While young voters still prefer Obama, it was less the case than in 2008. An economy in the doledrums, a political deadlock at a federal level and voter apathy were obstacles to a high turnout and the message of hope Obama campaigned on in 2008 was looking a little threadbare after a first term spent fighting fires inherited from the George Bush years.

Only half of young people who are eligible to vote in the United States actually vote. But Obama’s people claim that young people will turn out in higher numbers – when targeted. The Democrats also say young people are more likely to volunteer to be activists, if they are asked to. All of this makes mining the millenials such an important strategy for the Democratic Party now and in the future.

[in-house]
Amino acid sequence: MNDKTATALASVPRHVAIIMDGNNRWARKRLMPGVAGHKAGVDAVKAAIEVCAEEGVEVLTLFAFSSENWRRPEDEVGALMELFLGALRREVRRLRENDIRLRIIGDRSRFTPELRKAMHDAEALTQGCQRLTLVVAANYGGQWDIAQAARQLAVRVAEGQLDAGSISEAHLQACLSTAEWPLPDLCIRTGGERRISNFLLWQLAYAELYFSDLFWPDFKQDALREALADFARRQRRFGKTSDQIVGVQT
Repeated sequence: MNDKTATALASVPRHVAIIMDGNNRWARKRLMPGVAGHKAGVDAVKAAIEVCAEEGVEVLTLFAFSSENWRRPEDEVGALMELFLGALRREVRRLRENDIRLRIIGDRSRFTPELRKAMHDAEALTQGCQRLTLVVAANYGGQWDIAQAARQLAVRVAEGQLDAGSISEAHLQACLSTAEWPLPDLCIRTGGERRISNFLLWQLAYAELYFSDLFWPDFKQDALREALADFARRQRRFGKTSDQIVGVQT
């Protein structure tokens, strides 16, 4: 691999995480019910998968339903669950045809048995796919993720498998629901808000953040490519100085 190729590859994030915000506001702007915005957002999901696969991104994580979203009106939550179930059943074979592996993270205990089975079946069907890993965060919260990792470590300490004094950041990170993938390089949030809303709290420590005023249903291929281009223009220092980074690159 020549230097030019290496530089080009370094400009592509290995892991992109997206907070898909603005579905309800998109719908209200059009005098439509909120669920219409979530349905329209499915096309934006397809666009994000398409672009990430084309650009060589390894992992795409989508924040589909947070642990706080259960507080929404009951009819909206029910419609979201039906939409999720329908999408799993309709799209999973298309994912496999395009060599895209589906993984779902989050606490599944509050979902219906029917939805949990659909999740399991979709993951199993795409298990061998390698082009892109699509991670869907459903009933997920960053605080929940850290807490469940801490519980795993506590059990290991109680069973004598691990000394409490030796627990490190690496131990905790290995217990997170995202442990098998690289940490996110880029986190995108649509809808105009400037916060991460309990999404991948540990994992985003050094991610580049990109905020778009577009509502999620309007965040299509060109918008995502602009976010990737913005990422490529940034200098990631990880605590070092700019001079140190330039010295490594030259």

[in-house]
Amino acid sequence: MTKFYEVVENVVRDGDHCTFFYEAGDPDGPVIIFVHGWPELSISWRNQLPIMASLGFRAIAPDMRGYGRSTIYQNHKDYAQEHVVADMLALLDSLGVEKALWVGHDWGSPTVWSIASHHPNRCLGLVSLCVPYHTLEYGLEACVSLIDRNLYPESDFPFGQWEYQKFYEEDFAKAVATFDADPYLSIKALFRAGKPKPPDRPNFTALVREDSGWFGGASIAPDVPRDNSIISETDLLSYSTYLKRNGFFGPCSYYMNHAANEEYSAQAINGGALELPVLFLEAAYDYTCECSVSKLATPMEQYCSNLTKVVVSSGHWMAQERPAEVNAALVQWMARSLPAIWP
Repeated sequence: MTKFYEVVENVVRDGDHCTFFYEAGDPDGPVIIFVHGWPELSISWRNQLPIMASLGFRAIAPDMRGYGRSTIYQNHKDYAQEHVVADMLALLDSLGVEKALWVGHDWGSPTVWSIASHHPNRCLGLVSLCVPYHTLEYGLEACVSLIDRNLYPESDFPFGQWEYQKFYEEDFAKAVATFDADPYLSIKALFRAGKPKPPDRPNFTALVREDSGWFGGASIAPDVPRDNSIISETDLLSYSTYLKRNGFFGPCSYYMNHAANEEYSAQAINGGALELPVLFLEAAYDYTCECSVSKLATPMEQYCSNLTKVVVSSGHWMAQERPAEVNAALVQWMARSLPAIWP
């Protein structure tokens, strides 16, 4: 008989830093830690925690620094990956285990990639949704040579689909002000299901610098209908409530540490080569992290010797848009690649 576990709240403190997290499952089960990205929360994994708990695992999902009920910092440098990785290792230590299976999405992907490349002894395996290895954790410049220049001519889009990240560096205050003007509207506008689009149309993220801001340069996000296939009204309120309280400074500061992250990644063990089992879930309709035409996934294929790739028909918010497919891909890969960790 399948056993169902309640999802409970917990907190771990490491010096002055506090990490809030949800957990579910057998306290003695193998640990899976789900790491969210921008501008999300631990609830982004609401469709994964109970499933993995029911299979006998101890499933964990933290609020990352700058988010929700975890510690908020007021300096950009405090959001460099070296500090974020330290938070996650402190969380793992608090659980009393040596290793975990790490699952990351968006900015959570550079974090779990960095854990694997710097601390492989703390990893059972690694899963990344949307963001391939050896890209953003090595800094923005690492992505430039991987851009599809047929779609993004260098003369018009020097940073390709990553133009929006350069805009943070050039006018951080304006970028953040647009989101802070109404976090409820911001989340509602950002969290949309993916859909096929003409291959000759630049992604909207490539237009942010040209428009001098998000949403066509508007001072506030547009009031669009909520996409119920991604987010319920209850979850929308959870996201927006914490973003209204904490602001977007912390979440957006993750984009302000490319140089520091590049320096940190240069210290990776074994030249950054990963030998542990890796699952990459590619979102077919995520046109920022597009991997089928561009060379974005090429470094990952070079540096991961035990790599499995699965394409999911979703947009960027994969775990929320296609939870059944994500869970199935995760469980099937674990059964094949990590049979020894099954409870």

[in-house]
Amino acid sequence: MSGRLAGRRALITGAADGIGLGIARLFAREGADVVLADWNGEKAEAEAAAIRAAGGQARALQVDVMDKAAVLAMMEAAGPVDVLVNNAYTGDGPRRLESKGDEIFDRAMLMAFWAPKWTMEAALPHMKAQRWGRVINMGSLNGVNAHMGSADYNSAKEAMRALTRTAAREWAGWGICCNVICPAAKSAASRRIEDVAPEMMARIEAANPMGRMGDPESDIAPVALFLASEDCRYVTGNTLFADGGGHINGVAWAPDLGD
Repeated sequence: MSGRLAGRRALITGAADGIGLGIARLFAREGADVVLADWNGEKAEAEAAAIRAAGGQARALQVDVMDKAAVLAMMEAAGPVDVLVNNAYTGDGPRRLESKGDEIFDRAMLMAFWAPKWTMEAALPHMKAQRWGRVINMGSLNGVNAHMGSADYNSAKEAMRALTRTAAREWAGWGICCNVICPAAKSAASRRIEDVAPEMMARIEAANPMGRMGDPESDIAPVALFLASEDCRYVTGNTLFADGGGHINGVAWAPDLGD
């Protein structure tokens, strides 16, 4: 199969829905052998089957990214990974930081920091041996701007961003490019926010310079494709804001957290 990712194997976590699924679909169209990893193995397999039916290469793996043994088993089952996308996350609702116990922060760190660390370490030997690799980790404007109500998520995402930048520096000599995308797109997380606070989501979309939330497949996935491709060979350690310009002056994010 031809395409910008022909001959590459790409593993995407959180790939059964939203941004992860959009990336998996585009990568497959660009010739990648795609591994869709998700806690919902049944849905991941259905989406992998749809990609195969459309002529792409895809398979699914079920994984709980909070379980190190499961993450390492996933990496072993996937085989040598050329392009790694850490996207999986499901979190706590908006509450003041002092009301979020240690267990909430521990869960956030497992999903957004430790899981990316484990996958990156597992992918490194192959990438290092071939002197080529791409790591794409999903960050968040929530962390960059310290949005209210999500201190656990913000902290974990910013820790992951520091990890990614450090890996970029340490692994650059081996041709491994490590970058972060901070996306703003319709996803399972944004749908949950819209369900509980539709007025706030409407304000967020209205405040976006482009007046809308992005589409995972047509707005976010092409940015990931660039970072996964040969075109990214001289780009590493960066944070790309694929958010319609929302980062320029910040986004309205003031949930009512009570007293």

The question is whether the Republicans can effectively win this demographic group. To do so, they will need to respond to the challenge in front of them of getting more in touch with the youth of America. But we can guess one thing. The two videos above surely herald the shape of things to come in the battle to win over the Youtube generation.


Tumblr: Turning Four and Growing Fast

February 16, 2011 § Leave a comment

There’s been a stream of stunning images coming out of Egypt, and if you’re a news junkie like me, it’s been fascinating watching the internet publish history as it happens.

One of my source platforms has become Tumblr. I’ve been following its feed of news on all things Egypt and the people’s revolution that has enveloped the Arab nation.